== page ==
In the construction illustrated, the body 10, is of circular hollow tubular configuration and is of such external shape so as to permit direction insertion, if desired, of the injector 5 into a socket provided for this purpose in either an engine intake manifold, not shown, or in the injector mechanism of a throttle body injection apparatus, not shown, for an engine.

The body 10, includes an enlarged upper solenoid case portion 15 and a lower end nozzle case portion 16 of reduced external diameter relative to portion 15. An internal cylindrical cavity 17 is formed in the body 10 by a stepped vertical bore therethrough that is substantially coaxial with the axis of the body. In the construction shown, the cavity 17 provides a cylindrical upper wall 20, a cylindrical upper intermediate wall 22, a cylindrical lower intermediate wall 24 and a cylindrical lower wall 25. Such walls 20, 22 and 24 are of progressively reduced diameters relative to the wall next above, while the lower wall 25 is of enlarged diameter relative to wall 24 for a purpose to be described. In the construction shown, the cylindrical wall 24 is of stepped diameters whereby to provide an upper portion 24 of a diameter to loosely slidably receive the large diameter portion 70a of an armature 70, to be described in detail hereinafter, and a lower cylindrical wall portion 24a of a diameter greater than the wall portion 24 but less than that of lower wall 25. Walls 20 and 22 are interconnected by a shoulder 21. Walls 22 and 24 are interconnected by a shoulder 26. Walls 24 and 25 are interconnected by a shoulder 27.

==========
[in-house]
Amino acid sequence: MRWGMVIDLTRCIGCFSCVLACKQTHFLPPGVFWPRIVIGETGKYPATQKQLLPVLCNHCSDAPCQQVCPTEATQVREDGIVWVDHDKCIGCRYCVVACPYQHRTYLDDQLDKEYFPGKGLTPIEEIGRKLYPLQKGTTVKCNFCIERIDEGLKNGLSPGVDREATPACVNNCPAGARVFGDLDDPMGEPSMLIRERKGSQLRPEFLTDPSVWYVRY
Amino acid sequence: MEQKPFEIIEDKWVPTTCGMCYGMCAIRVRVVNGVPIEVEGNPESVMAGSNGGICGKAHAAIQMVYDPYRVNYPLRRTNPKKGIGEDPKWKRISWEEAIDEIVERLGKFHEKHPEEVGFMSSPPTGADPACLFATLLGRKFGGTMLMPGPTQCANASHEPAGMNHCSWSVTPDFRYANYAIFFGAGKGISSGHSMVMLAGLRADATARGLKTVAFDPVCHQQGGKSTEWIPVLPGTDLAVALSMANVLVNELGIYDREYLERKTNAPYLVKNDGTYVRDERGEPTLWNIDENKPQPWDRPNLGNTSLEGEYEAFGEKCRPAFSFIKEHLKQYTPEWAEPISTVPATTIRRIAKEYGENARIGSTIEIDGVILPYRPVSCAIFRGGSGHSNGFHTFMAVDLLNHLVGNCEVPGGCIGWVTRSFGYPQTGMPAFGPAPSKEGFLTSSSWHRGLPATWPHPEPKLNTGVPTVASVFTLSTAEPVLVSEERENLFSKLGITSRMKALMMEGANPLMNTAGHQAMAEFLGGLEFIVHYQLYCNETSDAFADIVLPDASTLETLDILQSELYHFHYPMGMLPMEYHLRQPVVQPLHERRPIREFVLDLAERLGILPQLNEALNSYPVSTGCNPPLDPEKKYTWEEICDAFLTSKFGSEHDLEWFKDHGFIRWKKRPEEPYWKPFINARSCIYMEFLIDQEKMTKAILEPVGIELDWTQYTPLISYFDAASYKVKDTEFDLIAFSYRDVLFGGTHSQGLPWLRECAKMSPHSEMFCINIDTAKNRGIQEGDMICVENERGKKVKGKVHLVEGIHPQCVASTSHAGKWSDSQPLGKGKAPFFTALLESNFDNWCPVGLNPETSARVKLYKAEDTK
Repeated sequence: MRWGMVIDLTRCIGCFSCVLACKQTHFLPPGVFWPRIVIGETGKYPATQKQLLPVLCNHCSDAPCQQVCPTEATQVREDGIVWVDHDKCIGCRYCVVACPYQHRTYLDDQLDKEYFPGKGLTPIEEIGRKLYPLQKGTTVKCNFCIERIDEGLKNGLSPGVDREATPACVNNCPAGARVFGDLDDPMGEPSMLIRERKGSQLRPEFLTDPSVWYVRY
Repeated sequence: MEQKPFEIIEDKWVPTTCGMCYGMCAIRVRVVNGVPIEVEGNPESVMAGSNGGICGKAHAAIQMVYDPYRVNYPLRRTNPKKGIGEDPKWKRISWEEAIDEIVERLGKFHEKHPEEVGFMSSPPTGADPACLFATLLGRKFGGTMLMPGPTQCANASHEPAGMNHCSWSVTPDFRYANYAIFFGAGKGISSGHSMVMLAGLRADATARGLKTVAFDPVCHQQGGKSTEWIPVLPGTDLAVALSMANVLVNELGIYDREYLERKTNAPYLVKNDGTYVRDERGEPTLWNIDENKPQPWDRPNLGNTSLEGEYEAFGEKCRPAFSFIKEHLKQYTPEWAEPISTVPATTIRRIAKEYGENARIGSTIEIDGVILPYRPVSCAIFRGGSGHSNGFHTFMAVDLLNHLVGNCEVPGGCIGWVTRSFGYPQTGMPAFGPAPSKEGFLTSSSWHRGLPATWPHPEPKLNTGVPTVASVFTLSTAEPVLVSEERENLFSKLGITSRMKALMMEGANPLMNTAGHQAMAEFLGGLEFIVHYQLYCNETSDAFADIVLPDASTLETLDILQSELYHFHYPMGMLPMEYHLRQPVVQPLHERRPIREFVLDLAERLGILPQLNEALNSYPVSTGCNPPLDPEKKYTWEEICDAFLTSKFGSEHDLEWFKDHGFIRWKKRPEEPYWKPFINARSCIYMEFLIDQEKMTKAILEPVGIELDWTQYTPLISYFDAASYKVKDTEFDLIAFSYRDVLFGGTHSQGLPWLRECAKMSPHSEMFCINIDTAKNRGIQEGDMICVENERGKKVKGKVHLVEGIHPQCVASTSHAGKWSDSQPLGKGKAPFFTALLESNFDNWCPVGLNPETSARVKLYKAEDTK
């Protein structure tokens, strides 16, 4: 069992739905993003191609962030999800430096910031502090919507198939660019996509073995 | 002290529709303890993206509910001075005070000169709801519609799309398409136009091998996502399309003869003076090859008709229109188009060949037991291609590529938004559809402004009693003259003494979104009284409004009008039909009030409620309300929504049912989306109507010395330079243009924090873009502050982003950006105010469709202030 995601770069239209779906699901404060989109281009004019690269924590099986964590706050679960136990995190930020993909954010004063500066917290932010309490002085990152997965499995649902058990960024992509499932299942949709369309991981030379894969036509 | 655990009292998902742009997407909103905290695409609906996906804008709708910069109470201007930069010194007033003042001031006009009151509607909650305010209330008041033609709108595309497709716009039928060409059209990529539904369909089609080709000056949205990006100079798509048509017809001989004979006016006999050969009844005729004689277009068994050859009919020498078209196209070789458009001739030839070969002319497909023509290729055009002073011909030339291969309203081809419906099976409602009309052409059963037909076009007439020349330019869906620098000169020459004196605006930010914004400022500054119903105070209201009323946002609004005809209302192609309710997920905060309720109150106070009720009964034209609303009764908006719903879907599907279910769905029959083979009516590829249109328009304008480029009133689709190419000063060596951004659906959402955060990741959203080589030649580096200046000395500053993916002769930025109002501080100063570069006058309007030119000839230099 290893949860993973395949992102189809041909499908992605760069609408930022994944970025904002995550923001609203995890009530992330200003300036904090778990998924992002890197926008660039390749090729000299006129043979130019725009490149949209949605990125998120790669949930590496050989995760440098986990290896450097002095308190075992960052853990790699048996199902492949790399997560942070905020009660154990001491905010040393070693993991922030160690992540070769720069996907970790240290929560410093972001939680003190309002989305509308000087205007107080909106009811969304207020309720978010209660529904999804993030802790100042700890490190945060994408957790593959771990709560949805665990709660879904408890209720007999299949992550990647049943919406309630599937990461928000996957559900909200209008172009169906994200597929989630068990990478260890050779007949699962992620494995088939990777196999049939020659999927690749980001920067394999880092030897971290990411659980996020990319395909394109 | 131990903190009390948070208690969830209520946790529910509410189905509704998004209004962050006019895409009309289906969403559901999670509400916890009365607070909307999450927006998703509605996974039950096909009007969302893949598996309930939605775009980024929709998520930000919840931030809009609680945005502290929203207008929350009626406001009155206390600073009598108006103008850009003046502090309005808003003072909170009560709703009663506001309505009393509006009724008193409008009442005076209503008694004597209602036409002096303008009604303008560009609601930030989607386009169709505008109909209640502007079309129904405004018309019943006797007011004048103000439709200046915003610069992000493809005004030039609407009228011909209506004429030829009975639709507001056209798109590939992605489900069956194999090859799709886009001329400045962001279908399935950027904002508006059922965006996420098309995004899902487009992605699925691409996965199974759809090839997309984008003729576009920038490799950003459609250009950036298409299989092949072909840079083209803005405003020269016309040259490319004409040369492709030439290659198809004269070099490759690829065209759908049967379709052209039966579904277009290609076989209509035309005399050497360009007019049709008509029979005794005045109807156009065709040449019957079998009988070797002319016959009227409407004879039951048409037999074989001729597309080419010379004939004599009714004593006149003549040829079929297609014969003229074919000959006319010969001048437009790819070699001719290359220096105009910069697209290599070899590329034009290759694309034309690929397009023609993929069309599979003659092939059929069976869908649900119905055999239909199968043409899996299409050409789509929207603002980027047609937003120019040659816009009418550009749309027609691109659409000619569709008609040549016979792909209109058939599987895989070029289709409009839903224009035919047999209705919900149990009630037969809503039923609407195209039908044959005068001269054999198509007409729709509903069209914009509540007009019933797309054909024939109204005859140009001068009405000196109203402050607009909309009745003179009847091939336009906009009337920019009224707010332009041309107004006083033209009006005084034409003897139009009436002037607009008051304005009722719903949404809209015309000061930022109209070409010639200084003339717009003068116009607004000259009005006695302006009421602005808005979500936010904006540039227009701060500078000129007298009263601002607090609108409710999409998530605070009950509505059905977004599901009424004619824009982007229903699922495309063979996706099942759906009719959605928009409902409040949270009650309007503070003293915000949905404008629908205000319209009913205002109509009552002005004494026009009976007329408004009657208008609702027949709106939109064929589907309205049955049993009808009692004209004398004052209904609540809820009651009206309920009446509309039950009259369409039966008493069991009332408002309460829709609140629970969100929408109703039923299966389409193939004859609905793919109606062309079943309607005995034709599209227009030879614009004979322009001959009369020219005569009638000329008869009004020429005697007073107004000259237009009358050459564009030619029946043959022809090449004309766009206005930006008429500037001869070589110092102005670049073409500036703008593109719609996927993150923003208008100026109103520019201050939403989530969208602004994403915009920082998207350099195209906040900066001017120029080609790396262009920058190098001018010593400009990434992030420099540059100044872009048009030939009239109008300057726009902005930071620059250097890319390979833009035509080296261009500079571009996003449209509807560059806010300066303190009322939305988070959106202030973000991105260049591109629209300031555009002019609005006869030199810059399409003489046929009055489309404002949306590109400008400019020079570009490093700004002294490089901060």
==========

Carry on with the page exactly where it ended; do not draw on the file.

Wall portion 24a defines the outer peripheral extent of a fuel chamber 23, to be described in greater detail hereinafter, within the body 10. The body 10 in the construction shown, is preferably provided with three, circumferentially equally spaced apart, radial port passages 30 in the nozzle case portion 15 thereof which open through the wall 24a to effect flow communication with the fuel chamber 23.

The injection nozzle assembly 11, mounted in the lower nozzle case portion 16 of body 10, includes a seat element 31 and a swirl director 40 supported in the seat element.

In the embodiment shown, the seat element 31 is provided with a central axial stepped bore to provide a discharge passage 36 therethrough defined by cylindrical walls, which in the construction illustrated, includes upper wall 32, intermediate wall 33 and lower wall 34. Walls 33 and 34 are of progressively reduced diameters relative to wall 32 and are interconnected by flat shoulder 35. The seat element 31 is also provided with a conical valve seat 37 on its upper surface 38, the valve seat being formed concentric with and encircling the upper wall of the discharge passage 36. The upper surface 38 of the seat element 40, in the embodiment illustrated, is downwardly tapered radially outboard of valve seat 37. The tapered surface next adjacent to valve seat 37 is formed at an angle of, for example, 25 from the horizontal so as to provide an abutment shoulder for one side of an abutment washer for a purpose to be described.

The swirl director 40 is provided with a plurality of circumferentially, equally spaced apart, inclined and axially extending director passages 41 that extend through the upper cylindrical flange portion 42 of the swirl director. Preferably, six such passages are used, although only one such passage is shown in FIG. 1. These director passages 41, of predetermined equal diameters, extend at one end downward from an annular groove 43 provided on the upper outboard surface of the flange portion of swirl director 40.